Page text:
On the face of it, poker and chess are very different games indeed.
One is complex, based almost entirely on skill with no luck involved, played in a tense and silent atmosphere. The other is part chance, part skill, where bluster and bluff are as important as the cards in front of you. Oddly, there are plenty of instances over time where skilled chess players have switched to poker with a degree of success.
In his early days, Ylon Schwartz was known as a keen chess player in the parks of New York City. He learned the rules of poker in 2000, and in 2009 he finished 4th in the WSOP Main Event for $3.8 million.
Dan Harrington is known as ‘Action Dan’ around the poker tables but was also the winner of the 1971 Massachusetts Chess State Championship. He also turned to writing books about his love of the popular card game.
The list goes on. Loek van Wely is a Dutch Super Grand Master and was rated among the world’s top 10 players at the turn of the century. He has since made $82,000 around the poker table, as well as becoming a politician. Almira Skripchenko, Jeff Sarwer and Jennifer Shahade are further examples of players who cross between the two games with equal success.
So, how can chess stand you in good stead for a round of poker, and vice versa? By drawing on the following attributes needed for success in both.
Whilst the games may rely on different principles in terms of luck or skill, both require a degree of knowledge of the rules and a game plan. Around a chessboard, you need to fully understand the moves, plays and strategies needed to triumph, especially as you move up the ranks.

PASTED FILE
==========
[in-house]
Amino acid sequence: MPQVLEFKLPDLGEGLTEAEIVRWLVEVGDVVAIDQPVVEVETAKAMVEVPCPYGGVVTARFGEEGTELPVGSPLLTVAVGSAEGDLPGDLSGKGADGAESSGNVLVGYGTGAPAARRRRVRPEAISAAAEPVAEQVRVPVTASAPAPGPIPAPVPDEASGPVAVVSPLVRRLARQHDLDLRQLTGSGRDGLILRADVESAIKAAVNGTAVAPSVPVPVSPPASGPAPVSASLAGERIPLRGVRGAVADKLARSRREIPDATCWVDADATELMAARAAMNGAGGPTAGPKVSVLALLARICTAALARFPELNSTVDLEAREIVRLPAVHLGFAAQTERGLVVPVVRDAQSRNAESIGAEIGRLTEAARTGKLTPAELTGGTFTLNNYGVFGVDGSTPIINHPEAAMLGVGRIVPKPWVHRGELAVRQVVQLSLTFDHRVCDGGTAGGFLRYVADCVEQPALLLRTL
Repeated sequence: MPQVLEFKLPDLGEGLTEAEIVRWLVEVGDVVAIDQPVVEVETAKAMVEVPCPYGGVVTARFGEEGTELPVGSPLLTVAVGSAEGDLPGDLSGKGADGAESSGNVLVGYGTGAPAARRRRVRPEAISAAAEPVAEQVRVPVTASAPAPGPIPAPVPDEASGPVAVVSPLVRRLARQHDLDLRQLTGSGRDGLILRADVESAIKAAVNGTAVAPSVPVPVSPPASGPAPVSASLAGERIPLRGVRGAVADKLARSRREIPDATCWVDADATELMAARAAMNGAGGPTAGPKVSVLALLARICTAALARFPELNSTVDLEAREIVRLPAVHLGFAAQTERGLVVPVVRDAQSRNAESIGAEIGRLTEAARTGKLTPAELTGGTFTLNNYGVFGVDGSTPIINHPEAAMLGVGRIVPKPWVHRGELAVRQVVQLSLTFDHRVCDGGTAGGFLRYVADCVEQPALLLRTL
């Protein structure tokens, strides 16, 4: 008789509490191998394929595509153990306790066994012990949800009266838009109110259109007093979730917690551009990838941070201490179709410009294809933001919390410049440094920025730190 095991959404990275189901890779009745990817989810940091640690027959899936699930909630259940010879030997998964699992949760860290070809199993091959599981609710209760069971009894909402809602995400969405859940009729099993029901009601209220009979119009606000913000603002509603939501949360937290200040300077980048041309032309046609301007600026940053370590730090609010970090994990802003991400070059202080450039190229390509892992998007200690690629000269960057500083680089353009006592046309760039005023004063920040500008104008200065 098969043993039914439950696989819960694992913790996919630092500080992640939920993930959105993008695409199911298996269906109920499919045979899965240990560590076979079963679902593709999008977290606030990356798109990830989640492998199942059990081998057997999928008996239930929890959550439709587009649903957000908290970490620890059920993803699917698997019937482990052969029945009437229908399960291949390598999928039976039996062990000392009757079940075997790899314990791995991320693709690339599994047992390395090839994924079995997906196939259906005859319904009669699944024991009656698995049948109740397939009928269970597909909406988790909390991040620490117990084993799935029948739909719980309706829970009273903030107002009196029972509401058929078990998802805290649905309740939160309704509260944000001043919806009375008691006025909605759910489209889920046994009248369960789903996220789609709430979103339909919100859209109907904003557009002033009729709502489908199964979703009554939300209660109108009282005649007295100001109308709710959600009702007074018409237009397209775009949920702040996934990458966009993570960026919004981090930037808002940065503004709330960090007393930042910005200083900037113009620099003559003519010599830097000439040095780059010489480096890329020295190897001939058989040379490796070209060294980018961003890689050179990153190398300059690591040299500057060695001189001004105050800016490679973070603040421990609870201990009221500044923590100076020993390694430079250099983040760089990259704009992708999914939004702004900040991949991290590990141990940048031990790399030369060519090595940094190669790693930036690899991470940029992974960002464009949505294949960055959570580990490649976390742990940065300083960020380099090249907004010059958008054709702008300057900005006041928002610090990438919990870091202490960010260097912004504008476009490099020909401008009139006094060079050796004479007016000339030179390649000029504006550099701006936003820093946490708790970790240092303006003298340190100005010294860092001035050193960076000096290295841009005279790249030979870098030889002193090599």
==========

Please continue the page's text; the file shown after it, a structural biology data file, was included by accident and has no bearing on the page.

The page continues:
Poker is no different, a beginner could research the basics by using a poker hand rankings chart, an essential before sitting down around the felt. Then you need a plan – will you go big early, or be cautious and defensive? Both games require planning, preparation and understanding.
Poker games can go on for hours, and the longest ever game of chess took place in Belgrade taking upwards of 20 hours. Whilst that might not be the norm, you must still concentrate and focus the whole time you are at the table, watching your opponent, plotting your move and retaining a degree of physical comfort.
That can be intense, both in chess and poker, so a degree of endurance is needed for both games. It is probably why chess players migrate to poker so easily because sitting at a table and being completely committed to the cause comes as second nature.
You cannot win every game, as we explored in our article about losing at chess. The key is having the right attitude, the ability to bounce back, learn from defeat and come back stronger.
The same must be said for poker. Even those noted as a success often are not the winners of a tournament, and when coming fourth is listed as an achievement, you must carry some mental strength to accept the win in the defeat.
Finally, understanding your opponent is key. In both games, you must know if they are aggressive and intimidating, or pensive and reserved. You will likely study their previous matches, watching their technique and tactics to spot openings, or to be able to adapt your game when you face off against them.
Whether it is bluffing at poker, or playing defensive at chess, knowing how they reacted in the past gives you a great basis for beating them in the present.